Don’t burn those bridges

Fawad Chaudhry on crossing the Pul Kanjraan from Lahore to Delhi… and the tale of a dancer and her shoe

Don’t burn those bridges
I am among the lucky Pakistanis who not only have the resources to travel, but can generally procure the visas needed with only a modicum of fuss. Over the years, I have been to dozens of cities around the world. However, I find that, once one achieves a certain degree of fame (or notoriety) as a television show host, one may be compelled to sacrifice one’s addiction to travel should “coordination” rear its ugly head.

Last week, however, I had the unique opportunity to mix business with pleasure. Omar Abdullah, the grandson of “Sher-e-Kashmir” Sheikh Abdullah and the son of Farooq Abdullah graciously agreed to let me interview him – his first interview for any Pakistani channel. I scheduled the meeting for Friday and filled in the visa forms required by the Indian embassy. Both my colleague Mehmal Sarfraz and I had applied for “journalist” visas and we were told that the vetting process was in the all-too-efficient hands of the babus in Delhi. A week later, there was still no sign of anything resembling a visa. On tenterhooks, I asked an Indian friend what the hell was wrong. “Arre, don’t worry. PM Modi is celebrating Yoga week and the entire bureaucracy is on yoga mats instead of at their desks. You guys will just have to wait.” Sighing at the thought that Pakistan and India have a work ethic in common too, I asked Omar Abdullah apologetically if we could postpone the interview by a week.

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"PM Modi is celebrating Yoga Week: the entire bureaucracy is on yoga mats instead of at their desks"

On Wednesday, we finally received our travel documents, which allowed us to cross the border on foot. With over half Lahore’s development budget having been spent on road networks (courtesy Chief Minister Shahbaz Sharif), it takes a mere 25 minutes to get from DHA to the Wahga border. So far, so good. Next step: immigration. Potentially, this can be the worst part of traveling between India and Pakistan. But people seem to know my face from TV and I am received warmly enough. On the downside, there was, of course, no electricity. “Please do try and get across to Khawaja Asif that people have to wait at the counters for hours,” said a harried customs official to me. “The generator installed on the border is so large we can’t afford the fuel. It’s absolutely useless!” he added, shaking his head in exasperation.

Fortunately, the officer in charge was kind enough to have the generator switched on while we waited. Both Mehmal and I – along with dozens of others sitting there like dying ducks – heaved a sigh of relief as we were issued clearance. We were lucky to get a bogy to cart us across to zero point, after which a 50-metre stretch of no-man’s-land separates one from “enemy territory”. As I crossed over, an imposing seven-foot-tall Dogra by the looks of it took my tiny passport in his giant hands and flipped through the pages. Most of the staff on either side of the border were either swatting away flies or dozing to combat the hot June sun. We were told to board a bus, which afforded us the luxury of an ancient fan as we were driven the short distance to the immigration office. At the counter, a young sardar cheerfully asked, “Ji Lahroon aye oh?” (coming from Lahore?) and stamped our passports.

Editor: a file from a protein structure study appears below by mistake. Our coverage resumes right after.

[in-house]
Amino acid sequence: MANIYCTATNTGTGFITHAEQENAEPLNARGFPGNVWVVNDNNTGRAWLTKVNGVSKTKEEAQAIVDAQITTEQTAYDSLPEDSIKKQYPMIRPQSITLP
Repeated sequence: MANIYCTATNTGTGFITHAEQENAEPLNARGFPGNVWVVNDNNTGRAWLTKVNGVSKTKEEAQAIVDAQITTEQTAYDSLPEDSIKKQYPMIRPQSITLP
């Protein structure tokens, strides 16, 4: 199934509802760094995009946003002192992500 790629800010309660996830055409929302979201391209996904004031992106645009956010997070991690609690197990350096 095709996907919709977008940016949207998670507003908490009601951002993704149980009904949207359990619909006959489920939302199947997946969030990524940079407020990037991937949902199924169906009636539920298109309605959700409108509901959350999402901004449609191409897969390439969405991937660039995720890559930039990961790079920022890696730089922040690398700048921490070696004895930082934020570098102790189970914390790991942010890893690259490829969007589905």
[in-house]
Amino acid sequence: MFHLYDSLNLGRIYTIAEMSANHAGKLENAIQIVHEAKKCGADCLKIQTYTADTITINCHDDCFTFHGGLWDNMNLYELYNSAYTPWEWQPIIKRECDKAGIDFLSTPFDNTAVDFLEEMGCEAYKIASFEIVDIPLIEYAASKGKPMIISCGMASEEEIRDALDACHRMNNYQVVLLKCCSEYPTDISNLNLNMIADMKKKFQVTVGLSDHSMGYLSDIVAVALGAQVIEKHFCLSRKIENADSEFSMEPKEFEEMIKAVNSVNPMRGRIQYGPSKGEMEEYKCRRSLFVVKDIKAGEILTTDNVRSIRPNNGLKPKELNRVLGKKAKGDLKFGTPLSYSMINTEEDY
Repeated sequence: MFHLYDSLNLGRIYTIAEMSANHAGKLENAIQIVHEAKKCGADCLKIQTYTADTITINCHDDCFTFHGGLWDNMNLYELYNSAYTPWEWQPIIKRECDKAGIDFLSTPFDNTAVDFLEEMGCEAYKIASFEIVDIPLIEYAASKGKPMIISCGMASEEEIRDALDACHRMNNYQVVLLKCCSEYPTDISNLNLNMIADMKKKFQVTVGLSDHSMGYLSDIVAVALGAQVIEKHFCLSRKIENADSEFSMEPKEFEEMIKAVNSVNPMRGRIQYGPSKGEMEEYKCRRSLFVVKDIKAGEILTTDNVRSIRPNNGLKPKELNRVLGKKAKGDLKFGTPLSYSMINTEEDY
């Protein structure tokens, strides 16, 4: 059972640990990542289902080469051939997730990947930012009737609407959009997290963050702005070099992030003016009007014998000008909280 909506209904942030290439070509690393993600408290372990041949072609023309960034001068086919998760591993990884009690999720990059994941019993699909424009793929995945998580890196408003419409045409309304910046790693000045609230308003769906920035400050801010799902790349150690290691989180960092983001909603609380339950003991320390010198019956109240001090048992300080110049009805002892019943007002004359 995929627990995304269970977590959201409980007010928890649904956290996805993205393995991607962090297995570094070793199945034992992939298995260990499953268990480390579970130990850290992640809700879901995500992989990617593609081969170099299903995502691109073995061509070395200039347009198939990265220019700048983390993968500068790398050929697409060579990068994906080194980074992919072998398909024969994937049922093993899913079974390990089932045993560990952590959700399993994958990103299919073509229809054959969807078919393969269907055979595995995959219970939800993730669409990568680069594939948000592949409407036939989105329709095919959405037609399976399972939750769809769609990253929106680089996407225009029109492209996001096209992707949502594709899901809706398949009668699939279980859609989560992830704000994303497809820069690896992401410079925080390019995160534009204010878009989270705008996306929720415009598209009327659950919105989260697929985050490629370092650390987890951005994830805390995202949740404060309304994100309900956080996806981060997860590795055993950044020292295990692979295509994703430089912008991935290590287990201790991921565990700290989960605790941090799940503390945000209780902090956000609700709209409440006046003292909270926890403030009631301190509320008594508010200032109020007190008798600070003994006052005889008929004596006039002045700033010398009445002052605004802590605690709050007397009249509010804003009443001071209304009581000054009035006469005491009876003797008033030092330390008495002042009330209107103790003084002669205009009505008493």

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Mehmal, who travels to India frequently for media junkets, greeted all the coolies and taxi drivers like old friends. As we came out, a flock of Sikh taxi drivers gathered around us, propelling us towards the nearest vehicle. Although air-conditioned, it was similar to riding in a Lahore rickshaw, but the driver, Shera, was a true sardar and kept up a steady stream of conversation.

As you cross the border, the first stop is “Pul Kanjraan” (the Bridge of Dancers). Kanjr is, of course, a popular term in rural Punjab used to describe the clan of dancers. Legend has it that the indomitable Maharaja Ranjit Singh was fond of a dancer named Mooran, a Punjabi beauty from the village of Makhanpura near Lahore. Once, she took leave from the darbar to visit her village, en route crossing a canal built by Emperor Shah Jahan that linked the Shalimar Gardens with the River Ravi. To her consternation, she lost her shoe in the canal. On her return, Mooran complained to the Maharaja of her trying journey and how badly Amritsar and Lahore needed a bridge. So beautiful (and clearly foresighted – Ed.) was she that Ranjit Singh could refuse her nothing: he ordered the bridge to be built, which later became a hub of trade and commerce between the two cities. Ranjit Singh himself would often camp on the Pul Kanjraan during his travels between Lahore and the Golden Temple.

As we reached the airport and Air India made ready to fly us to Delhi, I compared the city with Lahore. Delhi is greener, I grant you, but Lahore is cleaner and its traffic and roads are better. On the other hand, shopping in Delhi is wonderful fun and you are treated to the (rare in Lahore) sight of herds of foreigners roaming the streets. Three days of sheer entertainment and, of course, the enriching experience of meeting Omar Abdullah – an astute politician and a warm Kashmiri. I wish that travel between Lahore, Amritsar and Delhi could be made easier. It would be a giant leap forward for peace between the two countries.

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